Direct download: MSM_485.mp3
Category:Military History -- posted at: 10:19am CDT

MSM 484 Guy T. Bush - A.K.A. the Mississippi Mudcat

Born the son of a poor Aberdeen tenant farmer in 1901, Guy Bush had little to look forward to beyond life behind a plow. The one thing he could do really well is pitch baseball. In this episode, he recalls pitching for local teams to earn extra money while a student at the Tupelo Military Institute and how that led to a job pitching for a Greenville minor league club in the old Cotton States League.

Bush was soon traded to the Chicago Cubs for $1,000 and a gallon of corn whiskey in 1923 starting a 17 year career in the majors that introduced the country boy to the big city. Now one of the highest paid players in baseball, he was able to pay back all who helped him along the way and give his family a financial stability they had never known before.

In this extended podcast, the “Mississippi Mudcat” discusses highlights from his time in the majors, like being the last man to pitch to Babe Ruth.

Direct download: MSM_484.mp3
Category:Sports History -- posted at: 9:46am CDT

MSM 483 Doris Barwick - WWII Veterans & PTSD

After the attack on the Naval Base at Pearl Harbor in 1941, America declared war on Japan. In this episode, Laurel native, Doris Barwick recalls how their community responded. Young men, some not even out of high school, volunteered for service by the thousands and soon found themselves on the front lines in Europe and the Pacific.

As a result of intense fighting during WWII and later the Korean Conflict, many of these soldiers suffered from battle fatigue, known today as PTSD, for years afterwards. To treat the lingering effects of PTSD, they often turned to alcohol.

Doris Barwick remembers her husband’s frequent nightmares and describes how he overcame his addiction. After getting sober himself, Jim Barwick became a drug and alcohol counselor and spent his remaining seventeen years helping others.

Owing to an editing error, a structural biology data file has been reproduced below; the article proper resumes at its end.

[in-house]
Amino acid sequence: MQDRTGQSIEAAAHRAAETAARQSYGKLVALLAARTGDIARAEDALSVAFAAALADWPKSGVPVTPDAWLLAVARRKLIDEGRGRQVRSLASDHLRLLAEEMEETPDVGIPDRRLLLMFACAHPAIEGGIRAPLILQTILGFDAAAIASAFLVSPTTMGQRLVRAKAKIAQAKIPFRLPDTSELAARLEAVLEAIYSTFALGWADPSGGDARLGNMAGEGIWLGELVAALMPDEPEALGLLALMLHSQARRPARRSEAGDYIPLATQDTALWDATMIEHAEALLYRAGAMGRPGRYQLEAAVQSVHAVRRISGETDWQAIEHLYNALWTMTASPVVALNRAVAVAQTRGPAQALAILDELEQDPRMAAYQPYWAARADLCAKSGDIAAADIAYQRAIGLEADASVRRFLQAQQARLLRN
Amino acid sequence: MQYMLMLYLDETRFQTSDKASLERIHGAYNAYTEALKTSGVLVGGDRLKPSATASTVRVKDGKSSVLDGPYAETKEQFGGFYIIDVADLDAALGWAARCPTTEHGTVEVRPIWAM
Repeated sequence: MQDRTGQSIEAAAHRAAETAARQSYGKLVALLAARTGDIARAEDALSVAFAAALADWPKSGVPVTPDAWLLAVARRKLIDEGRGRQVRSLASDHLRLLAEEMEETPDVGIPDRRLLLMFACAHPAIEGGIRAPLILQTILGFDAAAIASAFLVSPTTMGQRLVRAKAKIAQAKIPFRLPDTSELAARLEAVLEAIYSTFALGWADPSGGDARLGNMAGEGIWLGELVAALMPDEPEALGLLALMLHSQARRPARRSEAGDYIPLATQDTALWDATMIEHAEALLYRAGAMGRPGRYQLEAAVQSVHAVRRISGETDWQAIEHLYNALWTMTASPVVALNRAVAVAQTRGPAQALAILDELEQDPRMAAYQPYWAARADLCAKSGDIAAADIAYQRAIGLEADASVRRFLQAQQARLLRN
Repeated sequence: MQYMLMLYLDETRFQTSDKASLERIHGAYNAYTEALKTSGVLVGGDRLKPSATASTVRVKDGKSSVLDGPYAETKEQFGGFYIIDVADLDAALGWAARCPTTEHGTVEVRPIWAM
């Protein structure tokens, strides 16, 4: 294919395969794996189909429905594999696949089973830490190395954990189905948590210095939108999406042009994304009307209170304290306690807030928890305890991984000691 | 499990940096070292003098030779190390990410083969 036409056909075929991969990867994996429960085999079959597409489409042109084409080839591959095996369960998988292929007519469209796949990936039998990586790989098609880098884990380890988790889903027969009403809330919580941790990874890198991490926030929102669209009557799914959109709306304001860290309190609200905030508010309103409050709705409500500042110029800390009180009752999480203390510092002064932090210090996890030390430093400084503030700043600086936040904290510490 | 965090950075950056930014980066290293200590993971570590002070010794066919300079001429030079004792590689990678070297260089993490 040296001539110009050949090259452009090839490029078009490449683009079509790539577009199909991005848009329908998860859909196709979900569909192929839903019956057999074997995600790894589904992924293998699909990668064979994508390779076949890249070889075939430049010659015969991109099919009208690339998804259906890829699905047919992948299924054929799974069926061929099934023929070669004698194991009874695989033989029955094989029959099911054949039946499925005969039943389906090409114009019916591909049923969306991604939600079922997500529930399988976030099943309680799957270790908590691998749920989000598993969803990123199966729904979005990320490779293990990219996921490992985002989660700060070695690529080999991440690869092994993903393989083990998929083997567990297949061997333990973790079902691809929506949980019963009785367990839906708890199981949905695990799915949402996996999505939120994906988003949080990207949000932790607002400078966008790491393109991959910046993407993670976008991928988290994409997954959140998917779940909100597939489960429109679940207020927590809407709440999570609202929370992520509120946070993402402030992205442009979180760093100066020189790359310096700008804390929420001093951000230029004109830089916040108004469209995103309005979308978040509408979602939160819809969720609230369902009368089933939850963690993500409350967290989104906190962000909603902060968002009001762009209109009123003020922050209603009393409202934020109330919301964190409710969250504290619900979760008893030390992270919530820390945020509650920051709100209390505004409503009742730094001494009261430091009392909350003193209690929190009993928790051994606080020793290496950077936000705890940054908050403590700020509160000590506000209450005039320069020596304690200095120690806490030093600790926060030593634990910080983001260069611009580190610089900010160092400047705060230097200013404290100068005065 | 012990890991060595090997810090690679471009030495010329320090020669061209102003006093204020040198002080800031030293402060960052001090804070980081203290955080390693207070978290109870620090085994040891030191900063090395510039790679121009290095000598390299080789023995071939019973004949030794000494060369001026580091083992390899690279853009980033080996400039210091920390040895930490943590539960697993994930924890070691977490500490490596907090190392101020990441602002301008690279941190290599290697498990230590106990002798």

Image: 2,000 Yard Stare by Thomas Lea, c 1944 Life Magazine

Direct download: MSM_483.mp3
Category:Military History -- posted at: 7:18pm CDT

MSM 482 Ace Cleveland - Southern Miss Sports Hall of Famers

Ace Cleveland served as the sports information director for USM from 1955 to 1986. In this episode, he discusses some of Southern’s most famous sports figures including basketball coach Lee Patrick Floyd, football and baseball legend Bubba Phillips, NFL Hall of Fame punter Ray Guy, and assistant football coach, Clyde “Heifer” Stuart.


Direct download: MSM_482.mp3
Category:Sports History -- posted at: 9:45am CDT

MSM 481 John Childress - The Navy Seals in Vietnam

John Childress joined the Navy Seals in 1968. In this episode, he recalls training teams of mercenaries for raids into North Vietnam. As a result of his efforts, the Viet Cong placed a bounty on Childress. He explains how a bomb left on an ammo pile outside his office nearly got him.

Childress also discusses how the Viet Cong charged Vietnamese businesses protection money during the war and in a podcast extra describes a raid his team conducted on a VC prison camp.

Direct download: MSM_481.mp3
Category:Military History -- posted at: 9:15am CDT